It's actually quite funny to think about how I even started editing "Battlefield" trailers, and that's all because I wasn't happy with the "Battlefield 1" Launch Trailer (even if I was editing trailers before, but not seriously until then), and I just wanted to remake it and make it my own. Next thing I know, it became one of the best things I did for the whole year, making my own trailers for fun and actually learning new skills and styles of editing, while entertaining 5million people and indirectly promoting new content for EA games.
I know I would never have the freedom that I enjoy now comparing while working at professional editing studio (or game publisher in that matter), but I'm glad that I learned what I'm capable of when I'm making something that I would personally enjoy watching. And I can't be more happy to know that I managed to reach 5million people and made them enjoy some 2min long Battlefield and Titanfall videos. I still get comments from people that are coming back to my old trailers I did and rewatching them on an emotional level. And that alone justifies my sleepless nights I had while editing these trailers.
Of course, with every trailer I released, I got criticism almost about anything, to the point that it was hard to ignore. And me being a person that reacts to feedback (for better or worse), I tried to "improve" my work using that feedback. As time went on, I learned that no matter what I do, there's always a specific audience type that won't enjoy a specific artstyle or method of editing. I can't please everyone sadly. So I accepted that fact and started making something that I would personally want to see, what I would personally watch and enjoy, whether the audience might or not like it at all. Was it a risk? Everything is a risk these days, so you just have to bite the bullet and go for it.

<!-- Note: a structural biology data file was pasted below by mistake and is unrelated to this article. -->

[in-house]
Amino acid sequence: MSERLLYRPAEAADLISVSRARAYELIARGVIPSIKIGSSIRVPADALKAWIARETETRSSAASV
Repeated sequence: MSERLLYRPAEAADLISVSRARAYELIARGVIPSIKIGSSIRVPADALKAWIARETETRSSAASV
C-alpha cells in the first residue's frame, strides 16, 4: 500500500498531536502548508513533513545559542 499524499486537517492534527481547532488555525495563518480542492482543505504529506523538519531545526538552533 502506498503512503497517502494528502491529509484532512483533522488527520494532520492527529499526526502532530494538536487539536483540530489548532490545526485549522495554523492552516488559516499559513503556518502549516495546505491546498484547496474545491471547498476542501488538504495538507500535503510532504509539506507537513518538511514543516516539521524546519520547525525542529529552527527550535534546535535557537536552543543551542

With every trailer I made, I started to experiment, tried different editing styles, used more niche or more popular songs to go together with the gameplay that is happening on the screen. Not because the audience demanded it, but because I wanted to improve myself as an editor. Some of it worked, some of it failed miserably. Some were masterpieces in my own creative mind, some haven't aged well as I hoped for, but that's part of the learning process. And that's one of the few things I would suggest for anyone that wants to get into editing - make something that you would watch yourself, and worry about the audience later, otherwise you won't be able to learn what editing is and how it affects us on an emotional level when watching a piece of media. If anything we learned in our modern age, it's that there's an audience for anything, no matter how niche it is.
Would I change anything about any of my trailers that I've done before? I would love to say yes, but I know it wouldn't be the right thing to do or say, because that is the biggest problem for creative minds. Creative minds never stop thinking about their creations, and we always want to come back and keep improving until it's perfect. And sadly, no matter what we do or how much work we put in, it will never be perfect. But doesn't mean you can't learn from your previous mistakes and make your next project even more amazing and interesting. Thank you everyone who been watching my trailers and still coming back to re-watch them. And I'm glad I inspired some people to start editing too. You have all the power to be great editors.